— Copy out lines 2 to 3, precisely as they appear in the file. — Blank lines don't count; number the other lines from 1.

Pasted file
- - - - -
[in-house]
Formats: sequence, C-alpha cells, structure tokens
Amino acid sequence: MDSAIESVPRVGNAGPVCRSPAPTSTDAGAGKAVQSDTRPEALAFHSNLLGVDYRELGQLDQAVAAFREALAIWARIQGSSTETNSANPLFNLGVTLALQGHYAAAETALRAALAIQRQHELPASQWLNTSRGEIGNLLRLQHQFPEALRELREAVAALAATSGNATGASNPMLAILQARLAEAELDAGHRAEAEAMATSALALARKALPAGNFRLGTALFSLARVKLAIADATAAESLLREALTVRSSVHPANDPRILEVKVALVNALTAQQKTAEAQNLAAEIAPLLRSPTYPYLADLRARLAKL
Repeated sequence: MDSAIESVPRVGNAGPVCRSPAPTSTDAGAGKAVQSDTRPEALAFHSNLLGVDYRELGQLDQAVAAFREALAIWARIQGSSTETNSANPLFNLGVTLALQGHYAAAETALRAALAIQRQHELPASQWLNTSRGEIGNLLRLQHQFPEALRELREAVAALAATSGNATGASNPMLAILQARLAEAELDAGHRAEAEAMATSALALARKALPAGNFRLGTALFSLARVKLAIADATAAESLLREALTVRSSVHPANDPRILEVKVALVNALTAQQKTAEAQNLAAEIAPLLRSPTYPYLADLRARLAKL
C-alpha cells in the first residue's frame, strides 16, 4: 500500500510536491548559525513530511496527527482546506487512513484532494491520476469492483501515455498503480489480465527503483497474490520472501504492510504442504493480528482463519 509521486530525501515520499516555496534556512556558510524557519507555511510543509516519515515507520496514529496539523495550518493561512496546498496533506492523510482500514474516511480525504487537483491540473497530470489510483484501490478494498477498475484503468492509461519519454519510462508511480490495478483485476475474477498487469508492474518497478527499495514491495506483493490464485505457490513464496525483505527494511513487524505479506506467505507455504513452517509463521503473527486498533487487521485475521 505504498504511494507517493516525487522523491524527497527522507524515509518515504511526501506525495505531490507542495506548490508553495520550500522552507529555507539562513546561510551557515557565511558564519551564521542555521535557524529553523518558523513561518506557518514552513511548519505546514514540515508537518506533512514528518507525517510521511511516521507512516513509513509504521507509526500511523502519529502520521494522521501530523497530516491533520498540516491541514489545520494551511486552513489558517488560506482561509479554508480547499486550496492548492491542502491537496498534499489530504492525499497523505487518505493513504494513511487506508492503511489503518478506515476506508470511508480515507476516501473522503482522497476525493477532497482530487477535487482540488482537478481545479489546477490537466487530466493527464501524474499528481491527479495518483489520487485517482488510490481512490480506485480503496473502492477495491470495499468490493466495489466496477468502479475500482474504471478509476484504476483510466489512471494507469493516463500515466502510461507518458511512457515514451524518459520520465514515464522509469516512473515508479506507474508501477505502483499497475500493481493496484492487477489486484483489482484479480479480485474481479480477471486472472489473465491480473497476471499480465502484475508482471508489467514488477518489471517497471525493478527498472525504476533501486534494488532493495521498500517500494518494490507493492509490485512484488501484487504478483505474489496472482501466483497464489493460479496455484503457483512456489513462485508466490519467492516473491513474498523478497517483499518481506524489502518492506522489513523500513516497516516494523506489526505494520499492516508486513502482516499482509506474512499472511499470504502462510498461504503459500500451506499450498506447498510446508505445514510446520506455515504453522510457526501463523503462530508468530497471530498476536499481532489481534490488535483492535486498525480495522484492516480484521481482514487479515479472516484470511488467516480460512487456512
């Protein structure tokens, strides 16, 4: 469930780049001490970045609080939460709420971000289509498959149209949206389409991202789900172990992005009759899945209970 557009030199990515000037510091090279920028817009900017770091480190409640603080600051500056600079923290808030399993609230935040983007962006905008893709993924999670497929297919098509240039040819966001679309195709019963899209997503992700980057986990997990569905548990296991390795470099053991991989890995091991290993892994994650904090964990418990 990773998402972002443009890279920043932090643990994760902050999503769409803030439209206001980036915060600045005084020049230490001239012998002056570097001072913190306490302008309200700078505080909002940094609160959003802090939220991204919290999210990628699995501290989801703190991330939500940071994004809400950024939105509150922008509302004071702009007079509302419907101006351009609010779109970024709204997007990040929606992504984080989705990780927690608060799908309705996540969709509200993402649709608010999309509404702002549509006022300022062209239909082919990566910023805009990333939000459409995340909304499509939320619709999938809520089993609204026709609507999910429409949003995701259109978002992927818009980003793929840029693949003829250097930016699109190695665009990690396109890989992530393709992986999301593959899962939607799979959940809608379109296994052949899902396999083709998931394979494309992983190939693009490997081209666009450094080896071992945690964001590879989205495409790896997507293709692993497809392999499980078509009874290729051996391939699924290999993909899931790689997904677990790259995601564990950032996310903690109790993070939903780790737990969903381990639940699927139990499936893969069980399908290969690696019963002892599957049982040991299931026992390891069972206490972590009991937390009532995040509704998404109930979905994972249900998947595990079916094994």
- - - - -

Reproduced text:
Formats: sequence, C-alpha cells, structure tokens
Amino acid sequence: MDSAIESVPRVGNAGPVCRSPAPTSTDAGAGKAVQSDTRPEALAFHSNLLGVDYRELGQLDQAVAAFREALAIWARIQGSSTETNSANPLFNLGVTLALQGHYAAAETALRAALAIQRQHELPASQWLNTSRGEIGNLLRLQHQFPEALRELREAVAALAATSGNATGASNPMLAILQARLAEAELDAGHRAEAEAMATSALALARKALPAGNFRLGTALFSLARVKLAIADATAAESLLREALTVRSSVHPANDPRILEVKVALVNALTAQQKTAEAQNLAAEIAPLLRSPTYPYLADLRARLAKL